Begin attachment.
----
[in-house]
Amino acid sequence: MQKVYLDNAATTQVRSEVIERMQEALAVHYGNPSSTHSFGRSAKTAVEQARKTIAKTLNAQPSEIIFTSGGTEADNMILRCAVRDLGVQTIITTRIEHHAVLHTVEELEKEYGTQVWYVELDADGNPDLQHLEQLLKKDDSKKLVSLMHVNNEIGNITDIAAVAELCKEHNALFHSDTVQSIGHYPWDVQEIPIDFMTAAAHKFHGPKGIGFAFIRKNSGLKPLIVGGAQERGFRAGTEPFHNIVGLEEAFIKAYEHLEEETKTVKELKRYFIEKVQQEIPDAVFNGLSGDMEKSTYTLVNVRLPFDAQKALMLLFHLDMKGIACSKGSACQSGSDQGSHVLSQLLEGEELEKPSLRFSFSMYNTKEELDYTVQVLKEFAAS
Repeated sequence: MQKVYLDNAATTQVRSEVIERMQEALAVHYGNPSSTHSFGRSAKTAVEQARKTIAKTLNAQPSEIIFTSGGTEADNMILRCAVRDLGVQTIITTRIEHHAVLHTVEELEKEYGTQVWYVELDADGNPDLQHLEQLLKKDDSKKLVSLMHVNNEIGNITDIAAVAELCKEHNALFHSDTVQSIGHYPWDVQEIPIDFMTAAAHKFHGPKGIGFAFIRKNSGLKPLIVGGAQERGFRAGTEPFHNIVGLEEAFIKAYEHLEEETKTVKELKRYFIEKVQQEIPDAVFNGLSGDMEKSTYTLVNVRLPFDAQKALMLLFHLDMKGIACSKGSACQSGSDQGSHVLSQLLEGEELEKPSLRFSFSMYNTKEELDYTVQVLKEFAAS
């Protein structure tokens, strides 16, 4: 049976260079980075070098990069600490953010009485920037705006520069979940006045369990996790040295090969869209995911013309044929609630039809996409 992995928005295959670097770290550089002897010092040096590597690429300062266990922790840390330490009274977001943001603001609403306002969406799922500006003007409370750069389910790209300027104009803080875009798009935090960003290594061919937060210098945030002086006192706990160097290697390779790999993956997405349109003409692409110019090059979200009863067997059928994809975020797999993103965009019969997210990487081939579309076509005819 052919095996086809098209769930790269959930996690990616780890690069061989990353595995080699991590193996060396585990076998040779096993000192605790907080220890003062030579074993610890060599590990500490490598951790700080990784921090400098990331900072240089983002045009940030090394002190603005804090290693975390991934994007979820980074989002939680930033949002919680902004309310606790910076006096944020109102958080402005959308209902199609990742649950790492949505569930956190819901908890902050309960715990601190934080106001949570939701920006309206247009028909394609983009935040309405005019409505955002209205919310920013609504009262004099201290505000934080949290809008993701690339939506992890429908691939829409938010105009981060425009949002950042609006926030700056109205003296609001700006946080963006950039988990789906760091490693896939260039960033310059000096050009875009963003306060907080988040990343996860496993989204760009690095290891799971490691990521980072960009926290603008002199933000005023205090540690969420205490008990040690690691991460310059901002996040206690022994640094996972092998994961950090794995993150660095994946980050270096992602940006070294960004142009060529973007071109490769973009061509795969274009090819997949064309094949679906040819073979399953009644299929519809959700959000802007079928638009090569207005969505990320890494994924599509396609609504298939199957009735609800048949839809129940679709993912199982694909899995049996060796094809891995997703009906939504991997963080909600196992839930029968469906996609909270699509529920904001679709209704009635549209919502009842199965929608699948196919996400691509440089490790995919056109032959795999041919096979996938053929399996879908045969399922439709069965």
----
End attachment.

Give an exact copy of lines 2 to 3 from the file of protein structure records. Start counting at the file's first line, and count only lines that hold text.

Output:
Amino acid sequence: MQKVYLDNAATTQVRSEVIERMQEALAVHYGNPSSTHSFGRSAKTAVEQARKTIAKTLNAQPSEIIFTSGGTEADNMILRCAVRDLGVQTIITTRIEHHAVLHTVEELEKEYGTQVWYVELDADGNPDLQHLEQLLKKDDSKKLVSLMHVNNEIGNITDIAAVAELCKEHNALFHSDTVQSIGHYPWDVQEIPIDFMTAAAHKFHGPKGIGFAFIRKNSGLKPLIVGGAQERGFRAGTEPFHNIVGLEEAFIKAYEHLEEETKTVKELKRYFIEKVQQEIPDAVFNGLSGDMEKSTYTLVNVRLPFDAQKALMLLFHLDMKGIACSKGSACQSGSDQGSHVLSQLLEGEELEKPSLRFSFSMYNTKEELDYTVQVLKEFAAS
Repeated sequence: MQKVYLDNAATTQVRSEVIERMQEALAVHYGNPSSTHSFGRSAKTAVEQARKTIAKTLNAQPSEIIFTSGGTEADNMILRCAVRDLGVQTIITTRIEHHAVLHTVEELEKEYGTQVWYVELDADGNPDLQHLEQLLKKDDSKKLVSLMHVNNEIGNITDIAAVAELCKEHNALFHSDTVQSIGHYPWDVQEIPIDFMTAAAHKFHGPKGIGFAFIRKNSGLKPLIVGGAQERGFRAGTEPFHNIVGLEEAFIKAYEHLEEETKTVKELKRYFIEKVQQEIPDAVFNGLSGDMEKSTYTLVNVRLPFDAQKALMLLFHLDMKGIACSKGSACQSGSDQGSHVLSQLLEGEELEKPSLRFSFSMYNTKEELDYTVQVLKEFAAS